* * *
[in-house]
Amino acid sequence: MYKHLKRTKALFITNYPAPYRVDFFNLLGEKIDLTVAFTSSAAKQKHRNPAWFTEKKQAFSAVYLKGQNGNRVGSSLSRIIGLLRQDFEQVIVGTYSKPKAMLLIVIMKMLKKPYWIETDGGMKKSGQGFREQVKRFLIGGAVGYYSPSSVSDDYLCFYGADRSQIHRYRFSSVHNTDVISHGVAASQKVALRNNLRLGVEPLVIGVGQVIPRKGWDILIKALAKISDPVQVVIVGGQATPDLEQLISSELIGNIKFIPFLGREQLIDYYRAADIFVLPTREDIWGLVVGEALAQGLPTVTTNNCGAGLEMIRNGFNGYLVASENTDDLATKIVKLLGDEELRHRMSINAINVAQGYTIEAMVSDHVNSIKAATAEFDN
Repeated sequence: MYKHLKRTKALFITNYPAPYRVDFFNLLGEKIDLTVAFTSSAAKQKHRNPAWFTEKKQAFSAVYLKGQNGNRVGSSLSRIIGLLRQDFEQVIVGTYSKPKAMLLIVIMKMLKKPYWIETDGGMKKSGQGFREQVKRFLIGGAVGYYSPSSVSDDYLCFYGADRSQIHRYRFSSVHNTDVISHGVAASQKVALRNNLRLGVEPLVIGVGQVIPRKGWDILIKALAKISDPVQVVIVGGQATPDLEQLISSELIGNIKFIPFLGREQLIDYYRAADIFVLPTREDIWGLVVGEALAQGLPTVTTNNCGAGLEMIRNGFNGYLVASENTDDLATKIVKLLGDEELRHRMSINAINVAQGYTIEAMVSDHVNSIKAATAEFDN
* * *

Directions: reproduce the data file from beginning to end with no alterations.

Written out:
[in-house]
Amino acid sequence: MYKHLKRTKALFITNYPAPYRVDFFNLLGEKIDLTVAFTSSAAKQKHRNPAWFTEKKQAFSAVYLKGQNGNRVGSSLSRIIGLLRQDFEQVIVGTYSKPKAMLLIVIMKMLKKPYWIETDGGMKKSGQGFREQVKRFLIGGAVGYYSPSSVSDDYLCFYGADRSQIHRYRFSSVHNTDVISHGVAASQKVALRNNLRLGVEPLVIGVGQVIPRKGWDILIKALAKISDPVQVVIVGGQATPDLEQLISSELIGNIKFIPFLGREQLIDYYRAADIFVLPTREDIWGLVVGEALAQGLPTVTTNNCGAGLEMIRNGFNGYLVASENTDDLATKIVKLLGDEELRHRMSINAINVAQGYTIEAMVSDHVNSIKAATAEFDN
Repeated sequence: MYKHLKRTKALFITNYPAPYRVDFFNLLGEKIDLTVAFTSSAAKQKHRNPAWFTEKKQAFSAVYLKGQNGNRVGSSLSRIIGLLRQDFEQVIVGTYSKPKAMLLIVIMKMLKKPYWIETDGGMKKSGQGFREQVKRFLIGGAVGYYSPSSVSDDYLCFYGADRSQIHRYRFSSVHNTDVISHGVAASQKVALRNNLRLGVEPLVIGVGQVIPRKGWDILIKALAKISDPVQVVIVGGQATPDLEQLISSELIGNIKFIPFLGREQLIDYYRAADIFVLPTREDIWGLVVGEALAQGLPTVTTNNCGAGLEMIRNGFNGYLVASENTDDLATKIVKLLGDEELRHRMSINAINVAQGYTIEAMVSDHVNSIKAATAEFDN